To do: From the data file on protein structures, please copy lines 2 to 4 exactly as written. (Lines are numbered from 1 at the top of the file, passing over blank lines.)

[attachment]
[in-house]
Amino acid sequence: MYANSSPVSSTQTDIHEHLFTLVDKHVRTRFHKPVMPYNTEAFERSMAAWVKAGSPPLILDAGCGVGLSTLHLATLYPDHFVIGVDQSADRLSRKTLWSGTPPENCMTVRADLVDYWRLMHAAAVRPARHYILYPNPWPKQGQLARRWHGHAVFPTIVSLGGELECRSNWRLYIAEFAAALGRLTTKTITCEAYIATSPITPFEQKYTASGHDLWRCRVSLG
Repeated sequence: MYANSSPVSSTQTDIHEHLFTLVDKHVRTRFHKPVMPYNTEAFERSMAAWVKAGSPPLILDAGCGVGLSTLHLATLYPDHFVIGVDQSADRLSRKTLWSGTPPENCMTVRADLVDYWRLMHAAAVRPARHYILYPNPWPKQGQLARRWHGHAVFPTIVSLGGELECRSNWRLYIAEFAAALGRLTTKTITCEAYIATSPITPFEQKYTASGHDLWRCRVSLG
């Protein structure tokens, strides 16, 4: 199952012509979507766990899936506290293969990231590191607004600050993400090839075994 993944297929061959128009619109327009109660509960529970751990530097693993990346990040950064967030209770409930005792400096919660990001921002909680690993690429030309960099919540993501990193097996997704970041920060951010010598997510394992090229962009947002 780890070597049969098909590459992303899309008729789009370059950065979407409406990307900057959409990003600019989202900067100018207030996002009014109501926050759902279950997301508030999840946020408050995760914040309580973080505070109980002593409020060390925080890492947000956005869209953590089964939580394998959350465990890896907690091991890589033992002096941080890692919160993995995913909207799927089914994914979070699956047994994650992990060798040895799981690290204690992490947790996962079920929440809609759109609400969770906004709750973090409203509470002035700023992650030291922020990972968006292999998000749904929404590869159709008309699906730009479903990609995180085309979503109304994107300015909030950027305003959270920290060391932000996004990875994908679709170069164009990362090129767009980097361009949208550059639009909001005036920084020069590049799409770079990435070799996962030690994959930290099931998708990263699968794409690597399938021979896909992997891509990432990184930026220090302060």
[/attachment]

Amino acid sequence: MYANSSPVSSTQTDIHEHLFTLVDKHVRTRFHKPVMPYNTEAFERSMAAWVKAGSPPLILDAGCGVGLSTLHLATLYPDHFVIGVDQSADRLSRKTLWSGTPPENCMTVRADLVDYWRLMHAAAVRPARHYILYPNPWPKQGQLARRWHGHAVFPTIVSLGGELECRSNWRLYIAEFAAALGRLTTKTITCEAYIATSPITPFEQKYTASGHDLWRCRVSLG
Repeated sequence: MYANSSPVSSTQTDIHEHLFTLVDKHVRTRFHKPVMPYNTEAFERSMAAWVKAGSPPLILDAGCGVGLSTLHLATLYPDHFVIGVDQSADRLSRKTLWSGTPPENCMTVRADLVDYWRLMHAAAVRPARHYILYPNPWPKQGQLARRWHGHAVFPTIVSLGGELECRSNWRLYIAEFAAALGRLTTKTITCEAYIATSPITPFEQKYTASGHDLWRCRVSLG
């Protein structure tokens, strides 16, 4: 199952012509979507766990899936506290293969990231590191607004600050993400090839075994 993944297929061959128009619109327009109660509960529970751990530097693993990346990040950064967030209770409930005792400096919660990001921002909680690993690429030309960099919540993501990193097996997704970041920060951010010598997510394992090229962009947002 780890070597049969098909590459992303899309008729789009370059950065979407409406990307900057959409990003600019989202900067100018207030996002009014109501926050759902279950997301508030999840946020408050995760914040309580973080505070109980002593409020060390925080890492947000956005869209953590089964939580394998959350465990890896907690091991890589033992002096941080890692919160993995995913909207799927089914994914979070699956047994994650992990060798040895799981690290204690992490947790996962079920929440809609759109609400969770906004709750973090409203509470002035700023992650030291922020990972968006292999998000749904929404590869159709008309699906730009479903990609995180085309979503109304994107300015909030950027305003959270920290060391932000996004990875994908679709170069164009990362090129767009980097361009949208550059639009909001005036920084020069590049799409770079990435070799996962030690994959930290099931998708990263699968794409690597399938021979896909992997891509990432990184930026220090302060």